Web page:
Gammo
12-29-2016, 12:14 PM
Never talk politics, religion or the e chord. I think it's the only thing that could cause a brawl at a ukulele festival (that and talking about straps). This is why I want to learn it so much.

I'm going for the 1402 because its the only one that I can even get to sound like a chord. Practice, practice, practice.

robinboyd
12-29-2016, 12:40 PM
Well, I try to avoid 1402 if possible, but there is one song that forced me to use it. Try 1979 by the Smashing Pumpkins. http://www.ukulele-tabs.com/uke-songs/smashing-pumpkins/1979-uke-tab-19.html
I experimented with this song a bit, and I play F#m instead of F#m7, though. Not only is it easier to play, I think it sounds better.

I probably should have included this for reference....

https://www.youtube.com/watch?v=pkfFIPxLQhA

Choirguy
12-29-2016, 03:02 PM
I do have to admit...every time I am at a jam where chord functions (I or 1, 5-7 or V7, etc.) are used, and someone asks, "What key should we do this in?" I always say, "E!!!"

People generally ignore me.

zztush
12-29-2016, 05:04 PM
I think you just need to change key from C to E. The three chords will change as follow.

https://s28.postimg.org/ugwnbcm31/combine_images3.png (https://postimg.org/image/9k0f6oo21/)image hosting over 2mb (https://postimage.org/)

Choirguy
12-29-2016, 05:32 PM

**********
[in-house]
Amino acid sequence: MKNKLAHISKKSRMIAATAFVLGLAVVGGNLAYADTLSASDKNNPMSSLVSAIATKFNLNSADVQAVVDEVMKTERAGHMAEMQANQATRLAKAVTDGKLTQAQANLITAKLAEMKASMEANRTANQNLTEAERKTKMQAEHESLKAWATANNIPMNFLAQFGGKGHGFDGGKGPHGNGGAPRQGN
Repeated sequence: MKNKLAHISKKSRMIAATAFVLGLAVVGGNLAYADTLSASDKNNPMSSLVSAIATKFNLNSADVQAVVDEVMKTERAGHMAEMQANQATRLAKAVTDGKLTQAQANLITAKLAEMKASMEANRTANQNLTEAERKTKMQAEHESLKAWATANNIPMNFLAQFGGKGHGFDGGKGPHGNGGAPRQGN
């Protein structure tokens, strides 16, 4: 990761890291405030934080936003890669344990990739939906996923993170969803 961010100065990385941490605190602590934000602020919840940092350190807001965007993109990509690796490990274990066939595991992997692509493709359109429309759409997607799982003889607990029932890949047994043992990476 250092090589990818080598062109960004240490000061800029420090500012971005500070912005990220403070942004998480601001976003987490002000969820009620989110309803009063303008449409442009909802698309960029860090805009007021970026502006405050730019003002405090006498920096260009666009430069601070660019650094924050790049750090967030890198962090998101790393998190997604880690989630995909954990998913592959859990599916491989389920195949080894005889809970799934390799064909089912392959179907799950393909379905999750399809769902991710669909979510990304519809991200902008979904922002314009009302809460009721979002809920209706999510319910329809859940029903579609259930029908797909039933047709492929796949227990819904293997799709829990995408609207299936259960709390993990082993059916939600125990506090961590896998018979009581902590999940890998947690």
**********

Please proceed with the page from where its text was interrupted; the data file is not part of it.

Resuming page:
Slightly off topic but related to the discussion of playing in E...

I *usually* prefer playing B7 as 4320 (BD#F#A) versus 2322 (AD#F#B)...it doesn't make much harmonic difference as both chords are in the second inversion. But when I play a B7 going to Em...B7 with 4320 is an easier transition to Em 0432

However, as shown by zztush, if you play E (major) as 1402 or 4447, B7 as 2322 is easier.

I find the 4442 version of E the hardest to play because my middle, ring, and pinky fingers don't like being so close together. When I play D (2220) I usually play in a pyramid like G7. There's only so much space there! :D

A great song to practice that E is "My Favorite Things." In my own arrangement in Em, the third verse ("Girls in White Dresses") is lead into by a B7...and then you have to play E instead of an Em. Shortly thereafter the song returns to its minor key.